Abstract: The specific goal of my research is to develop technology capable of supporting effective participation in conversation to achieve a positive impact on human learning, growth, and wellbeing. The foundation for this work is a deep understanding of the mechanics of what makes conversation work in different settings as well as an understanding of what properties of conversation add to or detract from its positive impact on important outcomes of conversation. This research effort has birthed and substantially contributed to the growth of two thriving inter-related areas of research: namely, Automated Analysis of Collaborative Learning Processes and Dynamic Support for Collaborative Learning, where intelligent conversational agents are used to support collaborative learning in a context sensitive way. It is known for the way it bridges theories of interaction and computational modeling technology. The key idea behind my work is to draw insights from rich theoretical models of interaction from sociolinguistics and discourse analysis, and operationalize them in ways that capture the most important essence for achieving impact.
In this talk I will discuss the role of conversation in collaborative learning. I will compare how conversational processes have been operationalized using constructs from the Learning Sciences as well as Linguistics, with an emphasis on Systemic Functional Linguistics. I will then describe an integrated perspective and discuss work towards automation of three important constructs using machine learning and text mining technology. I will highlight findings from quantitative analyses that point to the importance of these constructs in discussion for learning in threaded discussion, synchronous chat, and face to face discussion.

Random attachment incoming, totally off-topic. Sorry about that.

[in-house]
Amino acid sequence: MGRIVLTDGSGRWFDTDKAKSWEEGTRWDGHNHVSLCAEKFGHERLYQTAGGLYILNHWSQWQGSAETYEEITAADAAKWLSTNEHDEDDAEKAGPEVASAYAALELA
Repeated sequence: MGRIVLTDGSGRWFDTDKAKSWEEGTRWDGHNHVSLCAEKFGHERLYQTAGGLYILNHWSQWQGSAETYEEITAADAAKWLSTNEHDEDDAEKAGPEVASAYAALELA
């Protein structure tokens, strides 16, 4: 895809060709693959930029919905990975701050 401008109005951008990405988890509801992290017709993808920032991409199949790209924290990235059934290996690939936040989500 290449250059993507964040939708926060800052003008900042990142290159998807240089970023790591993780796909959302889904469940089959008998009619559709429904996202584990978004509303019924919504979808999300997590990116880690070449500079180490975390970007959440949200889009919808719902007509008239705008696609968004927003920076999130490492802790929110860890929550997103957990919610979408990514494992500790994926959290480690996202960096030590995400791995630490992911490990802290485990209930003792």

Dr. Carolyn Rosé is an Associate Professor of Language Technologies and Human-Computer Interaction in the School of Computer Science at Carnegie Mellon University. Her research program is focused on better understanding the social and pragmatic nature of conversation, and using this understanding to build computational systems that can improve the efficacy of conversation between people, and between people and computers. In order to pursue these goals, she invokes approaches from computational discourse analysis and text mining, conversational agents, and computer supported collaborative learning. She serves on the executive committee of the Pittsburgh Science of Learning Center and the co-leader of its Social and Communicative Factors of Learning research thrust. She also serves as the Secretary/Treasurer of the International Society of the Learning Sciences and is a member of its Board of Directors. She serves as Associate Editor of the International Journal of Computer Supported Collaborative Learning and the IEEE Transactions on Learning Technologies.
For more information: This presentation is part of the 2013-2014 Distinguished Lecture Series sponsored by the UNC Charlotte College of Computing and Informatics.